Orlando Congressman Alan Grayson is often described as a “liberal firebrand” for his passionate and sometimes combative encounters in the media and on Capitol Hill. As part of our series profiling the candidates running for U.S. Senate, WMFE’s Catherine Welch caught up with Grayson on the campaign trail, where she saw a softer side of the outspoken congressman.
Many Floridians, and the rest of the nation, first got to know Alan Grayson in a 2009 House floor speech that went viral on YouTube.
He was speaking about healthcare and said, “Remember, the Republican plan: don’t get sick. And if you do get sick, die quickly.”
More recently he was the subject of an ethics probe about whether he used his name and position in congress to gain investors in his private hedge fund, a congressional no-no.
He defended himself on MSNBC saying, “so what?” to the fact that his name and likeness were associated with the fund.
Grayson blames his democratic primary rival, Patrick Murphy, for the probe and bristles when asked why Democratic leaders, including President Obama, chose not to endorse him, then he shrugs. “The support that matters when you’re running in a democratic election is the support of the voters, and I’ve got it.” Actually Grayson trailed Murphy in the polls from March to June.
Freelance journalist Mark Pinsky, has been reporting on Grayson for the last six years. He said, “My sense is that he’s well known in Central Florida. I don’t think he’s that well known in the panhandle, I don’t think he’s well known South Florida.”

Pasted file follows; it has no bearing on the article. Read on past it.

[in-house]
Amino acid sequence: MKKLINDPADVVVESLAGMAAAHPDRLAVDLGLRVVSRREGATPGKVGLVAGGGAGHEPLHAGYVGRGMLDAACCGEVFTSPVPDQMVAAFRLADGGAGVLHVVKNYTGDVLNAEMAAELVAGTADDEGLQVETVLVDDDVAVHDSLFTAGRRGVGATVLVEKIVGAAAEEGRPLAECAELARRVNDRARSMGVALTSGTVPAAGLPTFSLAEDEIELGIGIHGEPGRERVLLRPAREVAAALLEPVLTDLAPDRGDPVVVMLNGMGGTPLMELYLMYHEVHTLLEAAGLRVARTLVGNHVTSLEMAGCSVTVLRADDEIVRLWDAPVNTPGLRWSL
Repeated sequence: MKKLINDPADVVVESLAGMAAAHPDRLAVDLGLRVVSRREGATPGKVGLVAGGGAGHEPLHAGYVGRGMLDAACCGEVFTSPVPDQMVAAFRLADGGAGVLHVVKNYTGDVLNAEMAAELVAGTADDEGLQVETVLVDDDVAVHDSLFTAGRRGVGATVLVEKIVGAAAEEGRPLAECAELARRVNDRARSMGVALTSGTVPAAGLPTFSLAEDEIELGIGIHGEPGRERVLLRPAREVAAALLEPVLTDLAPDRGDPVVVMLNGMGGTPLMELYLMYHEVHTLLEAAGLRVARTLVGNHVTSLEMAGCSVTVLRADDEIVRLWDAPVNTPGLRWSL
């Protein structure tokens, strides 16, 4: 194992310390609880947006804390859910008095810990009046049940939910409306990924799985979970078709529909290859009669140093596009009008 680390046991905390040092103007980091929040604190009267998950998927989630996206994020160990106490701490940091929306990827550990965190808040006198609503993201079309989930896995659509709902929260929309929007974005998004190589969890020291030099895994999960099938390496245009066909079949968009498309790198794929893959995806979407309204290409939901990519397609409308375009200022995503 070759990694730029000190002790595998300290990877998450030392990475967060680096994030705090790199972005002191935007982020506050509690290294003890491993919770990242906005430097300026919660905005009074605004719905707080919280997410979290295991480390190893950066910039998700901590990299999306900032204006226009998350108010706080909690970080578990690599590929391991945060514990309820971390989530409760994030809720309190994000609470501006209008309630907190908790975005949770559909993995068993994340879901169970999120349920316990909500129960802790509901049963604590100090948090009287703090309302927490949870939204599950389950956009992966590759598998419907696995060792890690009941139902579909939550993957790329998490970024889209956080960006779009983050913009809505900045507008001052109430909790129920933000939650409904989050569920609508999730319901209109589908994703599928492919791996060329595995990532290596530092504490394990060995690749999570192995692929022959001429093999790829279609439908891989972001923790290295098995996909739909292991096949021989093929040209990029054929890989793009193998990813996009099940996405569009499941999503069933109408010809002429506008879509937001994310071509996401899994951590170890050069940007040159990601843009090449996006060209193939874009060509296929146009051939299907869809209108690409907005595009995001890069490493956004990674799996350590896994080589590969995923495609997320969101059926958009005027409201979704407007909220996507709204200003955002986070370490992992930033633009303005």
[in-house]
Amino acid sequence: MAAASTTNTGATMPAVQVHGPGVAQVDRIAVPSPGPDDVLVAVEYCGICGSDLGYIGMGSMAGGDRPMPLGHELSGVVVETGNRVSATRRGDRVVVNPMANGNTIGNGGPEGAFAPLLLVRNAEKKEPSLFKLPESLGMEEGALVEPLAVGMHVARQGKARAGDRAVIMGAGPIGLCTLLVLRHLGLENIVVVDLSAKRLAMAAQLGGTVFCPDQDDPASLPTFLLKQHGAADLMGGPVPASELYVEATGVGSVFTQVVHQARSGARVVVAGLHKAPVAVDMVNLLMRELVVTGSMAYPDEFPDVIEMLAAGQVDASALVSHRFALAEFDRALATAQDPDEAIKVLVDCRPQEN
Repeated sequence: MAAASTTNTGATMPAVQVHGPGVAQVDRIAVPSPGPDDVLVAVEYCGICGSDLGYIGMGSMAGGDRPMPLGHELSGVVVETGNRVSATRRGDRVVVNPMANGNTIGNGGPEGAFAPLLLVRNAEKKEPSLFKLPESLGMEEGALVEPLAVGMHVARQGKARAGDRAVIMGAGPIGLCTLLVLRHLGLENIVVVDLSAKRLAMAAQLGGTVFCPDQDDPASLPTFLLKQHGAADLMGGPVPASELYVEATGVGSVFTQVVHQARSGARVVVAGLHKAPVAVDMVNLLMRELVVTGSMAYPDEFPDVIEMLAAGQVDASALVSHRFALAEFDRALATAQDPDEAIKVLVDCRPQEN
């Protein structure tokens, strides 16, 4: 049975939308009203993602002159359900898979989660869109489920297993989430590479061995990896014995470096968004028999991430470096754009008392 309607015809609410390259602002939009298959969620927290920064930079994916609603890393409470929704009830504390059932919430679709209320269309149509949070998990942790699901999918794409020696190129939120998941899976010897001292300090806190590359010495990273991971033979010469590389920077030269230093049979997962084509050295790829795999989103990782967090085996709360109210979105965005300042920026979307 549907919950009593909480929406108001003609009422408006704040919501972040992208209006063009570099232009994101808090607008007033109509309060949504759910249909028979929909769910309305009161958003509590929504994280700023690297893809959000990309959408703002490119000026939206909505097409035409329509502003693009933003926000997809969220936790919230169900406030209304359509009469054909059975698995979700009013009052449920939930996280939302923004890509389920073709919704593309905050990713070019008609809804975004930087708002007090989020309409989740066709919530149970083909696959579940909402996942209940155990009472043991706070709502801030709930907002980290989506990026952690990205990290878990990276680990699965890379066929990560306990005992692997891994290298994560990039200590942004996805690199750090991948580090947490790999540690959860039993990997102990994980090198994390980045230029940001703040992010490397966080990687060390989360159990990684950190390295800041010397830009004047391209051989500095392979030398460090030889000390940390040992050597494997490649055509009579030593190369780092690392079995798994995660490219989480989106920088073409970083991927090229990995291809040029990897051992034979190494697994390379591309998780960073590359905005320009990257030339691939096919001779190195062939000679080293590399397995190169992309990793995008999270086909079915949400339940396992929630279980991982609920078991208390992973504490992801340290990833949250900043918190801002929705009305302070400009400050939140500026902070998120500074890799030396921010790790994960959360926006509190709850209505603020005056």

Central Florida voters got to know Grayson when they first sent him to congress in 2008. He lost the seat two years later and returned in 2012. By then he had established himself as a tough-talking liberal media darling. That persona, Pinsky says, is for Grayson supporters outside of Florida, who have donated more than $400,000 to his campaign.
“That is, large numbers of people, maybe in the hundreds of thousands, who see him as their congressman, their representative. And that is where a good deal of his money comes from. I think he speaks to his national base when he goes on national television.”
But on the campaign trail, he’s a different man. At Shiloh Metropolitan Baptist Church in Jacksonville, the towering Grayson bent down to talk to a young boy. As he met parishioners he never mentioned he was running for senate. He also didn’t mention it at a stop at a low-income housing complex. Longtime resident Mona Lisa Arnold invited Grayson into her tiny apartment and shared stories of gunfire outside her window.
This toned down persona doesn’t reflect Grayson’s headline-grabbing personal life. Back in May he married a woman running for his congressional seat. And last year his 25-year marriage came to an end when it was annulled after Grayson learned that his ex-wife was married to another man at the time that they wed. Now Lolita Grayson has come forward with allegations that he abused her. Grayson’s lawyers insisted that the claims are false and she is trying to derail his senate campaign.
Freelance journalist Mark Pinsky thinks if that is the case Grayson’s ex-wife has succeeded. “Whether the charges have a basis in fact or not, the fact that they have been reported to police, the fact that there are four of them in two states, I think the damage is done and the damage is probably fatal.”
Since the announcement two of the nation’s largest progressive groups have pulled their support of Grayson.